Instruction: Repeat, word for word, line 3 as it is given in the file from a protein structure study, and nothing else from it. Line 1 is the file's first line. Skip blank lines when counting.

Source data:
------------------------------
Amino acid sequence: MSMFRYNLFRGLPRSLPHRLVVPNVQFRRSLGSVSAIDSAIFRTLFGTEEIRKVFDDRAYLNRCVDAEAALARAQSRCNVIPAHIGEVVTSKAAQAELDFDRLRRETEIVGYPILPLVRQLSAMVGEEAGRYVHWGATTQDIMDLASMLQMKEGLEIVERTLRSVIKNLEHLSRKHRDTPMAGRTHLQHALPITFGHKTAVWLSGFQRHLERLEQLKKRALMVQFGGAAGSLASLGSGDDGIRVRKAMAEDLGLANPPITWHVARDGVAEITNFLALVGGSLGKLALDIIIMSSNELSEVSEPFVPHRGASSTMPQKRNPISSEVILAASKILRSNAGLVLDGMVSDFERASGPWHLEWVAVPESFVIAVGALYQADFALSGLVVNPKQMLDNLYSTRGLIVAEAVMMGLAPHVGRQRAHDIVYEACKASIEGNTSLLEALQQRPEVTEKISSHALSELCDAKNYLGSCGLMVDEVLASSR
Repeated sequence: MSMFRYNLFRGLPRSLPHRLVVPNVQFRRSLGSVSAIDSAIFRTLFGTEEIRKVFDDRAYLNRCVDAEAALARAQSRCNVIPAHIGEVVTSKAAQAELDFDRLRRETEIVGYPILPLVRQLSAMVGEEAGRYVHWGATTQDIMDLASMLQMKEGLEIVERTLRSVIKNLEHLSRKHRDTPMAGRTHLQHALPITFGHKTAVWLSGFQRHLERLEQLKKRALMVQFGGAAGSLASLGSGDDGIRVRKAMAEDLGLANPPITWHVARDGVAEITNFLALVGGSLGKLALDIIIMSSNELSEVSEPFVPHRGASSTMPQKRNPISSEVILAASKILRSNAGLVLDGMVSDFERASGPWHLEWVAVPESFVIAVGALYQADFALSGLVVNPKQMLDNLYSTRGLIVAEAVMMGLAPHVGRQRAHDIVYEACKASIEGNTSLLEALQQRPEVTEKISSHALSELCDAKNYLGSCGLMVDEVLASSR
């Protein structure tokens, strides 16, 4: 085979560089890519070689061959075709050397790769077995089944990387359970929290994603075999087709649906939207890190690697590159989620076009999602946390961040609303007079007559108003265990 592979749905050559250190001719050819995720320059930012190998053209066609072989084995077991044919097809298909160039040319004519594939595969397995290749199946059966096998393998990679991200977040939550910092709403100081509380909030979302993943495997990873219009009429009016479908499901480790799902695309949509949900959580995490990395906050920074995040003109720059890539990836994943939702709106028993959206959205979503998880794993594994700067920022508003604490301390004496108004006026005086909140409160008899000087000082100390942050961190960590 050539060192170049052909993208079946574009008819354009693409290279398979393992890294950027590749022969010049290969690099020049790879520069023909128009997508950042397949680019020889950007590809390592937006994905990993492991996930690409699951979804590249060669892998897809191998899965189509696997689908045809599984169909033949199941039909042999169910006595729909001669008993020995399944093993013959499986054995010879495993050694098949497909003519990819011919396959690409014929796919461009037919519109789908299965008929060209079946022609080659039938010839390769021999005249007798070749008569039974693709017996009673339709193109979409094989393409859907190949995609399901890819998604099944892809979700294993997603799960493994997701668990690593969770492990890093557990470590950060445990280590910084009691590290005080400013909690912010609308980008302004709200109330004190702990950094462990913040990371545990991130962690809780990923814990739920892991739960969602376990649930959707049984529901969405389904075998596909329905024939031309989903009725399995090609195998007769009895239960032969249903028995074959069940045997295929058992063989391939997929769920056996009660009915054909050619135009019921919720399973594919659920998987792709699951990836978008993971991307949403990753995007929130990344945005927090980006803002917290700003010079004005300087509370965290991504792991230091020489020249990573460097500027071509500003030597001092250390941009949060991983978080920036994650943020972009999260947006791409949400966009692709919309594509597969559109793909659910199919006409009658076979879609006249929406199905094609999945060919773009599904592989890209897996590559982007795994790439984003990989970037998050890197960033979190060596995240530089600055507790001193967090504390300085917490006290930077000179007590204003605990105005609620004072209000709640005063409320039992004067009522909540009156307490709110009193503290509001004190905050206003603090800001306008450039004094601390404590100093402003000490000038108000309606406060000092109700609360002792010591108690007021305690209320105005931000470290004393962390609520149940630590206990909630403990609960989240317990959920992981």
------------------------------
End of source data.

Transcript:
């Protein structure tokens, strides 16, 4: 085979560089890519070689061959075709050397790769077995089944990387359970929290994603075999087709649906939207890190690697590159989620076009999602946390961040609303007079007559108003265990 592979749905050559250190001719050819995720320059930012190998053209066609072989084995077991044919097809298909160039040319004519594939595969397995290749199946059966096998393998990679991200977040939550910092709403100081509380909030979302993943495997990873219009009429009016479908499901480790799902695309949509949900959580995490990395906050920074995040003109720059890539990836994943939702709106028993959206959205979503998880794993594994700067920022508003604490301390004496108004006026005086909140409160008899000087000082100390942050961190960590 050539060192170049052909993208079946574009008819354009693409290279398979393992890294950027590749022969010049290969690099020049790879520069023909128009997508950042397949680019020889950007590809390592937006994905990993492991996930690409699951979804590249060669892998897809191998899965189509696997689908045809599984169909033949199941039909042999169910006595729909001669008993020995399944093993013959499986054995010879495993050694098949497909003519990819011919396959690409014929796919461009037919519109789908299965008929060209079946022609080659039938010839390769021999005249007798070749008569039974693709017996009673339709193109979409094989393409859907190949995609399901890819998604099944892809979700294993997603799960493994997701668990690593969770492990890093557990470590950060445990280590910084009691590290005080400013909690912010609308980008302004709200109330004190702990950094462990913040990371545990991130962690809780990923814990739920892991739960969602376990649930959707049984529901969405389904075998596909329905024939031309989903009725399995090609195998007769009895239960032969249903028995074959069940045997295929058992063989391939997929769920056996009660009915054909050619135009019921919720399973594919659920998987792709699951990836978008993971991307949403990753995007929130990344945005927090980006803002917290700003010079004005300087509370965290991504792991230091020489020249990573460097500027071509500003030597001092250390941009949060991983978080920036994650943020972009999260947006791409949400966009692709919309594509597969559109793909659910199919006409009658076979879609006249929406199905094609999945060919773009599904592989890209897996590559982007795994790439984003990989970037998050890197960033979190060596995240530089600055507790001193967090504390300085917490006290930077000179007590204003605990105005609620004072209000709640005063409320039992004067009522909540009156307490709110009193503290509001004190905050206003603090800001306008450039004094601390404590100093402003000490000038108000309606406060000092109700609360002792010591108690007021305690209320105005931000470290004393962390609520149940630590206990909630403990609960989240317990959920992981």